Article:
First Published on 24th December, 2018
Ai Editorial: Capturing emotions-related data resulting from face-to-face human interactions has still some way to go. This means that the profile of a traveller, even as airlines move towards analytics-driven personalization, won’t be complete, writes Ai’s Ritesh Gupta
How a traveller feels about a brand, post shopping for a trip and the actual travel journey? Travel e-commerce players strengthened several initiatives in 2018 to excel in this arena – running an enterprise-wide data platform, garnering data in real time or at regular intervals, counting on data science skills and data visualization tools etc.
But is all of this enough to know how a traveller felt after a particular interaction or experience?
The industry is far from it at this juncture.
On the positive side, ongoing focus on sentiment analysis or evaluating the scope of smart sensors (that allow users to track data such as heart rate, skin temperature, and activity levels on connected devices) were important developments. As we highlighted in one of our articles earlier this year, the blend of artificial intelligence, cognitive computing and emotional data could well lend a new dimension to ascertaining how a traveller “feels” and accordingly delivering the best possible customer service or an ad or a digital experience.
Some areas such as progress in technology is opening new avenues. Facial coding or voice analytics are expected to help in understanding how travellers feel or what their intent is. But looking at in a pragmatic way a massive gap in the whole exercise can be attributed to lack of all of the data.
Lack of data
Even as travel companies can gain consent from users on their digital asset and avail bio-analytics technology (e. g. understanding an emotion as one is browsing travel packages on a website via heart rate variability), a major hurdle that is seemingly slowing down is the lack of emotional data from the offline world.
It can be described as the next frontier. Technology is constantly improving, but companies aren’t yet clear with data privacy-related issues. For example, in case of airlines, the day of travel or the airport experience is where the consumption of the product commences in a tangible manner. There is interaction with the staff at the airport. This is where a passenger shares certain experiences or even the expectations of the journey. Now can this be captured? Yes. The technology is in place. There is an opportunity to avail a voice recognition tool to analyze and record a spoken conversation. This can be useful for airlines considering the typical fast-paced environment (marked by limited time period for each passenger) of an airport.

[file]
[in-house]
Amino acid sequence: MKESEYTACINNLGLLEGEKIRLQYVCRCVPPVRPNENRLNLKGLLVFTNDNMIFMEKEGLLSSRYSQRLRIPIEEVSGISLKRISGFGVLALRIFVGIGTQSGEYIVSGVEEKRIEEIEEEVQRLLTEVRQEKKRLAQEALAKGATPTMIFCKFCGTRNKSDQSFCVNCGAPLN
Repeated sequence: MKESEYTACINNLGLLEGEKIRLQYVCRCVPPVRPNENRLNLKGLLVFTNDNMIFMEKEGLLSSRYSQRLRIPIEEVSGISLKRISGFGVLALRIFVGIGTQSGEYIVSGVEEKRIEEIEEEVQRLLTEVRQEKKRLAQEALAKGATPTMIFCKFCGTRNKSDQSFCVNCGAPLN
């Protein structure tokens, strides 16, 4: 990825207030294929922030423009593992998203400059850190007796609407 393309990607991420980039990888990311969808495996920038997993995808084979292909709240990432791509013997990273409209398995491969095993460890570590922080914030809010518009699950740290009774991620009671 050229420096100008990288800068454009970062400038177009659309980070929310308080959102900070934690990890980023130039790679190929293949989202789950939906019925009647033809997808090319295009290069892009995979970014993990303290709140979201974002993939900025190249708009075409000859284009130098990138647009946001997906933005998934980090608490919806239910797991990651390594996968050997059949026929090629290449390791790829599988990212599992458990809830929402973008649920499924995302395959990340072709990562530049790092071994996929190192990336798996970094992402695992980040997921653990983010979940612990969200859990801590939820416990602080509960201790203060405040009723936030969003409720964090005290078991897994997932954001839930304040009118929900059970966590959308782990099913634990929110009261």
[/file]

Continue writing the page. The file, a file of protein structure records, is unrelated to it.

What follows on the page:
A senior airline marketing executive shared that their organization is “quite far from” capturing emotional-data emanating from an offline environment. “We don’t capture conversations at the airport. Being clear with customers about what data is being collected is important,” the executive said.
Clearly till the time global brands are sure about new data-related regulations, be it for GDPR in Europe or China Cyber Security Law, they can’t get closer to capturing all the interactions and analyze the same. It isn’t as easy as seeking permission for sending email or acceptance of cookies on a website.
Capturing emotions-related data resulting from face-to-face human interactions has still some way to go. This means that the profile of a traveller, even as airlines move towards analytics-driven personalization, won’t be complete. It would be worth knowing how travel brands crack this, considering that an organization has to make the most of every interaction – be it via a digital or offline touchpoint – to serve their customer in an earnest manner.
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